“Well, I’m feeling sick,” Ambrose said, “but I guess this makes more supper for me.” He dug in with his fork and began his feast.
In no time at all, Ambrose had consumed his large dinner plate of vegetables and salt beef, and reached for Alexander’s.
“I’ll say you were hungry,” the short, thin-faced woman remarked. “Dead dogs don’t spoil your appetite.”
“Well, I didn’t like the look of it,” Ambrose said. “But it has nothing to do with this food, so why should I refuse to eat? I drank the water, too. I think it’s just that it’s on our minds. I don’t think it made us sick.”
Alexander heard his brother’s remark, opened his eyes, and rolled over on the daybed.
“If you felt my face,” he said, “you’d know it wasn’t just my mind. Mom, come here and feel my face! I have a high fever. I’m sure I have.”
His mother left her plate and walked across the kitchen. She placed her hand on her son’s forehead. Her natural instinct and experience were as good as today’s thermometer. Pulling the lad’s shirt collar open at the back, she rubbed his wet hair and blew her breath on his head.
“I dare say you have got a fever,” she said. “You not only have a fever, but you also have some red spots on your neck, too. I don’t suppose you’re getting chicken pox or something. I’ll get a wet cloth now and put it on your face.”
Alexander made no reply.
His mother wrung the cold water from the faded face cloth. Doubling it, she placed it on his hot brow. His face was red and his breathing was heavy.
“Why don’t you just go to bed?” she asked with a sigh. “I’ll put extra blankets on the bed if you get too cold. Right now, you have a high fever, and you say you’re still feeling cold. Aren’t you?”
Alexander blew his breath over his forehead and rolled off the daybed.
“I’ll go to bed right now,” he said. “I don’t think I’ll want to move anymore tonight.”
Alexander walked from the kitchen to the bedroom. He pulled off his work pants and khaki shirt, revealing his begrimed long johns. He quickly jumped under the covers while his mother tucked him in. She again placed the cloth on his forehead. An uneasy feeling began to creep into her motherly instinct.
You poor boy, she thought.
By seven o’clock, Ambrose was of two minds on what to do. He had planned earlier to walk to the tickle bridge to see who was around. But as he put his hand on his face, he couldn’t help but think, Just maybe. He looked at the bedroom, then at his mother.
“Mom,” he said, “I think I’ll go to bed, too. I’m not sure this is all just in Alex’s mind, after all. I believe I’m getting a fever, too. Come here and check my face. I think I’ll call off my walk for tonight and crawl into bed as well. I’m starting to get tired, and I’m not like I was when we had supper.”
His mother, looking at her second son, walked to the daybed as she had done an hour before when Alexander had asked her to check his fever. Again there was no need for further questions. Ambrose was stricken with the same sickness.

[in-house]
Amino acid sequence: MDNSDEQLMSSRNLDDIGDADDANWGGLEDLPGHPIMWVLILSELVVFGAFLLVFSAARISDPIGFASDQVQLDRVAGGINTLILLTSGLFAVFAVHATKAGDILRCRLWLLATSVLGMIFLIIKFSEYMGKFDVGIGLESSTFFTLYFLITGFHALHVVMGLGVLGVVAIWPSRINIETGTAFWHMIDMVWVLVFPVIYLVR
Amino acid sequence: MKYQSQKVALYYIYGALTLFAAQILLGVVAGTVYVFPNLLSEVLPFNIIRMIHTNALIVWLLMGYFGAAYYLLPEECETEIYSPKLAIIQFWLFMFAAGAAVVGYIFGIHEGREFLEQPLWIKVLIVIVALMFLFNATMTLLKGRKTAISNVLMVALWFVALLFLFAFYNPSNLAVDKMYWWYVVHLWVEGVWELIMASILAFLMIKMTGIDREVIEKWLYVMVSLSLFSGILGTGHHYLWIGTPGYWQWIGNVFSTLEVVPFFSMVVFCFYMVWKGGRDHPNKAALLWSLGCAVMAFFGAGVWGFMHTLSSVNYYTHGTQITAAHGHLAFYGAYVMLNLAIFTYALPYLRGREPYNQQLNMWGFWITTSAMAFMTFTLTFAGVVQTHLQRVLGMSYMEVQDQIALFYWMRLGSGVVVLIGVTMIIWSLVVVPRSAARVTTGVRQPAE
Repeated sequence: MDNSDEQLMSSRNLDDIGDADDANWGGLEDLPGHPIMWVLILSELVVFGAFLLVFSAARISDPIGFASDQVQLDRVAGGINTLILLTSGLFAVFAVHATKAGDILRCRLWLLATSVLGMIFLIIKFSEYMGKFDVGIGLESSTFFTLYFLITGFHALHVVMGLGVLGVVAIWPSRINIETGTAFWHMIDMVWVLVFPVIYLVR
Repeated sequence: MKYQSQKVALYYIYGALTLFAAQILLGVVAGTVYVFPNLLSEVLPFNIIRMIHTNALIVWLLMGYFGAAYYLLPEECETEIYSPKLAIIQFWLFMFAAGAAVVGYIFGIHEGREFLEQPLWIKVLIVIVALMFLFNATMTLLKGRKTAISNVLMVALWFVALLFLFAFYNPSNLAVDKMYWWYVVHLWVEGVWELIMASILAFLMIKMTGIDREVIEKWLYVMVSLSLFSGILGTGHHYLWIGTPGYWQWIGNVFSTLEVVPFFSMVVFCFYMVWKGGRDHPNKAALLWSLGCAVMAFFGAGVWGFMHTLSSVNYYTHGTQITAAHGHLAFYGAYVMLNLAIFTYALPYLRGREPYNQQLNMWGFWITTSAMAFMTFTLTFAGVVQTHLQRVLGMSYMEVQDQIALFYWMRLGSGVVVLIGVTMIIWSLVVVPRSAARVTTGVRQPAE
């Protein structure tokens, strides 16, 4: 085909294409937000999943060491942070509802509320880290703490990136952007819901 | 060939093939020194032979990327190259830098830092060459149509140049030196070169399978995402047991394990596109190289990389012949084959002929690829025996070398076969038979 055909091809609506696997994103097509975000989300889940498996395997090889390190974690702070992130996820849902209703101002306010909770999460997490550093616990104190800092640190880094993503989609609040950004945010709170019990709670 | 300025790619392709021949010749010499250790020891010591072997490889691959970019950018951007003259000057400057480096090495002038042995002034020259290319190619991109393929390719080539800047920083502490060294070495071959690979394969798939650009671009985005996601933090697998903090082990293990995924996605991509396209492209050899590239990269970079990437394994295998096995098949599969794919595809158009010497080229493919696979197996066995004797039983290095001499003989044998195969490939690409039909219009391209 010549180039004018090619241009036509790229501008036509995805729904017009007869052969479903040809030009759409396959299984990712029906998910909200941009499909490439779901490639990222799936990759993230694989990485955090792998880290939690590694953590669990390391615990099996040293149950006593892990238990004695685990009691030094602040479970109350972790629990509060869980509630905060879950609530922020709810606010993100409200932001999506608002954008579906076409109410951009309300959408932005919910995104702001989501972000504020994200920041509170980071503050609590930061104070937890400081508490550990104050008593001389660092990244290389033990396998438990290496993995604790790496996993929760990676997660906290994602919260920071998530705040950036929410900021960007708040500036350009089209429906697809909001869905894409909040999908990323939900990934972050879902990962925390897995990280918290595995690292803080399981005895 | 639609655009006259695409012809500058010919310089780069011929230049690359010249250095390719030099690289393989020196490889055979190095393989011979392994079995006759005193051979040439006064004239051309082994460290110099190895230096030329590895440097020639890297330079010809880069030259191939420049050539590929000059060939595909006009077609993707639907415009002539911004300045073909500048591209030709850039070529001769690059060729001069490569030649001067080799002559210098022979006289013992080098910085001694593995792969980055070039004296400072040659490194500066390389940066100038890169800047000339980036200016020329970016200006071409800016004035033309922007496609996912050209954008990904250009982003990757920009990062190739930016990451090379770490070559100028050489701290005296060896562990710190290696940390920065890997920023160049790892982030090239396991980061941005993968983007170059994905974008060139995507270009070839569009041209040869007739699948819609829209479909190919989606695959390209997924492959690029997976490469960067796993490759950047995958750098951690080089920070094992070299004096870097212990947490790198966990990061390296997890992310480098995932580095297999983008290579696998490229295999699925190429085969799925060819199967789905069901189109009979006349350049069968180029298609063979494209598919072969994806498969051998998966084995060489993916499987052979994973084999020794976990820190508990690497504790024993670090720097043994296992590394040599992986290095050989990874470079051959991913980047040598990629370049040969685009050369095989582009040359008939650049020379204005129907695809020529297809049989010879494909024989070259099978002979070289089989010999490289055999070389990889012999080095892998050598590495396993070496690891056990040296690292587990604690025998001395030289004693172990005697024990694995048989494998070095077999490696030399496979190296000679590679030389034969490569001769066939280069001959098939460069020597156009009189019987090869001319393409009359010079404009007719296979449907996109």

Mrs. Fillier now had a change of heart. “Yes, my son,” she said to Ambrose, “you go to bed. I think you both have more than a cold.”
Ambrose repeated the earlier moves of his brother. He pulled off his myrrhy coveralls and rolled in next to Alexander. Little did he know what the next few days would bring.
Settling himself into a comfortable resting position, he couldn’t help but listen to Alexander’s breathing. It sounded so laboured that he too had to check him, as his mother had. He reached his hand and removed the face cloth from his brother’s forehead and rubbed his hand over his temple. It was too much to believe. The rising and falling of this artery, with the intense pulsation, caught his interest. Unable to rest, he called his mother.
“Mom,” he said, “come here.”
His mother came into the darkened room, and she could still see Ambrose half sitting up. He had his hand on Alexander’s forehead.
“Mom, you check Alex again,” Ambrose said as he took his hand away. “I can hardly believe a person can get so hot. He’s as hot as the stove. Also, the side of his face is rising and falling as if he has a heart in the side of his head! He’s breathing so hard that I just had to check on him. You don’t think Alexander will die, do you?”
The widow leaned in over Ambrose and placed the gentlest hand in the world on Alexander’s head. She too could hardly comprehend that a fever could come on so quickly and be so intense. Not knowing what to say, she picked up the face cloth and stood up again.
“I’ll wet the cloth again with cold water and put it on him,” she said. “He does have a really high fever.”
She walked out to the porch and took a dipperful of cold water from the wooden stave barrel, which would freeze to the bottom many times before the next spring. The cold wet cloth was placed on Alexander’s head.
“If Alexander isn’t any better by morning, I’ll have Baxter Gillard send a telegram to Dr. Grenfell at St. Anthony,” the woman said. “I’ve felt a lot of fevered brows in my years, but I can’t recall having felt one this hot.” Lowering her voice to a whisper, she said, “This is terrible.”
A story that you\'ll never forget!
-- Earl B. Pilgrim, author of Curse of the Red Cross Ring --